The Aerial Robotics Lab at the Imperial College London has created a flying 3D printer to remove harmful materials and objects, such as nuclear waste.
The flying 3D printer, called the quadcopter, prints a sticky form onto the dangerous object. A second robot, using GPS, approaches the object, and lands on the sticky material. A few minutes later, the sticky chemical hardens, and the second robot flies off, carrying the object with it. The robots can be used to remove radioactive waste or fix damaged buildings. The drones can travel to hard-to-reach places and safely remove dangerous items.
The quadcopter was inspired by how swiftlet birds build nests using their own saliva. The researchers at the Aerial Robotics lab were led by Mirko Kovac, Adam Braithwaite and Graham Hunt. The drone uses two chemicals that when combined, creates polyurethane, a foam polymer. The robots use a printing module to extrude the chemical foam.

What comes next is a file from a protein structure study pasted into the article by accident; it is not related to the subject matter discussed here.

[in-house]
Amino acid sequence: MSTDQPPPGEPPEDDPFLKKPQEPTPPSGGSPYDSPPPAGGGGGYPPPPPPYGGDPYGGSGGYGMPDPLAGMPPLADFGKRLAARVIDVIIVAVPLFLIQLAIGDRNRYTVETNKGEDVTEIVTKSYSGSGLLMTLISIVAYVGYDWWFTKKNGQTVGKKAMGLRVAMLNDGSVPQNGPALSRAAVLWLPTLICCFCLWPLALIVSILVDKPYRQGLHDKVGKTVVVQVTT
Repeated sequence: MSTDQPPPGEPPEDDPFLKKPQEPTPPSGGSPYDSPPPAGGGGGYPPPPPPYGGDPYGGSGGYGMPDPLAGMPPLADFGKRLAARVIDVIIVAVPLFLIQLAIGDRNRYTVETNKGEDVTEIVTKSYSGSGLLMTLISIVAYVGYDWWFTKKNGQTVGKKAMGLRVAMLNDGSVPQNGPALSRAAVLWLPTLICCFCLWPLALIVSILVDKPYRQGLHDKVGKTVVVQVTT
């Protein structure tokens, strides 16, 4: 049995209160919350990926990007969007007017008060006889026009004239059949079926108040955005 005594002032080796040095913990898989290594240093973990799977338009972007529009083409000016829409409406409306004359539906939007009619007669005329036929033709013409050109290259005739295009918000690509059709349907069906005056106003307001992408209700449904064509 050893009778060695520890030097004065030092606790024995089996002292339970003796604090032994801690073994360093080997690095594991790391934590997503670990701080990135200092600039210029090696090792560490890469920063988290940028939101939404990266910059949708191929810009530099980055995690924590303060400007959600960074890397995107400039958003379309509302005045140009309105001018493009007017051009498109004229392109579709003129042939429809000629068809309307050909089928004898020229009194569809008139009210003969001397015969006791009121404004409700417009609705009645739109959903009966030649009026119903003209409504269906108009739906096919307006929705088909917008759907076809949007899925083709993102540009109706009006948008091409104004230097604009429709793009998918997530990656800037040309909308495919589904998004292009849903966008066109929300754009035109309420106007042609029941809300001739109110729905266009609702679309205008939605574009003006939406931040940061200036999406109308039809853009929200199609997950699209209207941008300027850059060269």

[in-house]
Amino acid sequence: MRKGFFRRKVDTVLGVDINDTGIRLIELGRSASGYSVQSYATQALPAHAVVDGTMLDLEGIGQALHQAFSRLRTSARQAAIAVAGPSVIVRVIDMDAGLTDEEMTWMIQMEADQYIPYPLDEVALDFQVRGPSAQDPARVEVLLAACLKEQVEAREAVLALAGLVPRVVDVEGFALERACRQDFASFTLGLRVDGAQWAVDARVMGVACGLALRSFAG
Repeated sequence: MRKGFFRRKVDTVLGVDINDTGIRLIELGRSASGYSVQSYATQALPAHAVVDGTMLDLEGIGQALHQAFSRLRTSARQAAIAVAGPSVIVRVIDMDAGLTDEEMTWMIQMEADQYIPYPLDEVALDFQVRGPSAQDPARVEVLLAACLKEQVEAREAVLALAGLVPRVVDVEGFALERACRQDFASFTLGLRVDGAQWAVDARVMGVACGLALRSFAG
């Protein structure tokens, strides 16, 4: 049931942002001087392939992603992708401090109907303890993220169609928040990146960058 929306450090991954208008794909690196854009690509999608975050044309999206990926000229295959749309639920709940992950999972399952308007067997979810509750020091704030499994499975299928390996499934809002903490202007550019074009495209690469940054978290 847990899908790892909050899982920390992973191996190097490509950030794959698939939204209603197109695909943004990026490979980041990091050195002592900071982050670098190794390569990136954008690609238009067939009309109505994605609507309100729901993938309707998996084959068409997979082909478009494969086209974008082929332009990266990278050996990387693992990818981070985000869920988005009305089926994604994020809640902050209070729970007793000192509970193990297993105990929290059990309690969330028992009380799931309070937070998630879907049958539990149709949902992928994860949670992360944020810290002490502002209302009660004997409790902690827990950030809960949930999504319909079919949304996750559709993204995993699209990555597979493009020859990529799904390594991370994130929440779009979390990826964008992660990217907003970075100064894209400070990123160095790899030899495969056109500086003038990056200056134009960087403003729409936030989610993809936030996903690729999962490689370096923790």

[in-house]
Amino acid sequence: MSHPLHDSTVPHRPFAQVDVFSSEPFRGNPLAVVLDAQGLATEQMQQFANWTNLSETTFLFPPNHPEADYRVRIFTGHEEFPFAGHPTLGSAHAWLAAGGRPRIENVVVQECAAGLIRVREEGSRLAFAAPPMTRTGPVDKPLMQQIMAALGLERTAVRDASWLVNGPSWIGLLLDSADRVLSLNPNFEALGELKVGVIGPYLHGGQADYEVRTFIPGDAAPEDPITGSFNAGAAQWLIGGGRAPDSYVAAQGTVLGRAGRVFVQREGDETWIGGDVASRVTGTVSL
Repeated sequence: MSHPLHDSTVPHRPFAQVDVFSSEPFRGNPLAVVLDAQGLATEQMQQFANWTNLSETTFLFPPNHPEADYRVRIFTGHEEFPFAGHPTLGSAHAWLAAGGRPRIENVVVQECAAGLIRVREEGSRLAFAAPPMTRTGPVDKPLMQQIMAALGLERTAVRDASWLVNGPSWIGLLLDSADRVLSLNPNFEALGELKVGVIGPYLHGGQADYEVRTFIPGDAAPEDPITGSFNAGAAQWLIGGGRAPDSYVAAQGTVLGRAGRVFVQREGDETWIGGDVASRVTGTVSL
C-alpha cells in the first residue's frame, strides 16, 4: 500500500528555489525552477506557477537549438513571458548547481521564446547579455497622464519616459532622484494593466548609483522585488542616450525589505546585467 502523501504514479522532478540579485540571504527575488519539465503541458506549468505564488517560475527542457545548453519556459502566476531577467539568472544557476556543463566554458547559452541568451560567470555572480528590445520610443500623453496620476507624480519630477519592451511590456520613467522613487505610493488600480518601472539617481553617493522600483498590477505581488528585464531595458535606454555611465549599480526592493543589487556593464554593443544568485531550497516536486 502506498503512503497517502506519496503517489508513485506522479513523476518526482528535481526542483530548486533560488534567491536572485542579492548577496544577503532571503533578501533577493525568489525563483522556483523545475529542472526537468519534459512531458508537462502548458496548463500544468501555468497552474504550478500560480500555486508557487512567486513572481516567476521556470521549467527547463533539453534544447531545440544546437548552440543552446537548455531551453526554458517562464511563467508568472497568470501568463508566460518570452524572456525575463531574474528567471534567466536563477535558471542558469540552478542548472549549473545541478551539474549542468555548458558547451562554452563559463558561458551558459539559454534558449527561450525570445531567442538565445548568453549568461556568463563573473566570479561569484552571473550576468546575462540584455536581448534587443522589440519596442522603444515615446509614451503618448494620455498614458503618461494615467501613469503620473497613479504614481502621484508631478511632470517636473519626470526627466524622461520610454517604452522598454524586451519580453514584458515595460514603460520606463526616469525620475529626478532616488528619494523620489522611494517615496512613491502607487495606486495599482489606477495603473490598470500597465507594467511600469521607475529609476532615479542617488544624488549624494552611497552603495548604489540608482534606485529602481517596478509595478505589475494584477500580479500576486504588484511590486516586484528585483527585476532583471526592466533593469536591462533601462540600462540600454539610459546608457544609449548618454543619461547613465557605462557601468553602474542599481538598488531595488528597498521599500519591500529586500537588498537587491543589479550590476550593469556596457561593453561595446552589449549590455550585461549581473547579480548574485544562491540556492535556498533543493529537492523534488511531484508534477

The second robot runs on a regular battery and can carry at least 2.5 kilograms (5.5 pounds). Scaled-up versions could potentially carry up to 40 kilograms (88 pounds). The drones could also be equipped with a fuel cell to recharge batteries with solar cells.
“In particular, extending the scope of scientific survey robots in challenging environments such as rainforests through the adaptable construction of recharging platforms or monitoring stations,” said Thomas Creedy, an ecologist at the Natural History Museum in London who is working with Kovac.
Kovac showcased his drones at the Imperial Festival in London on May 9th and 10th.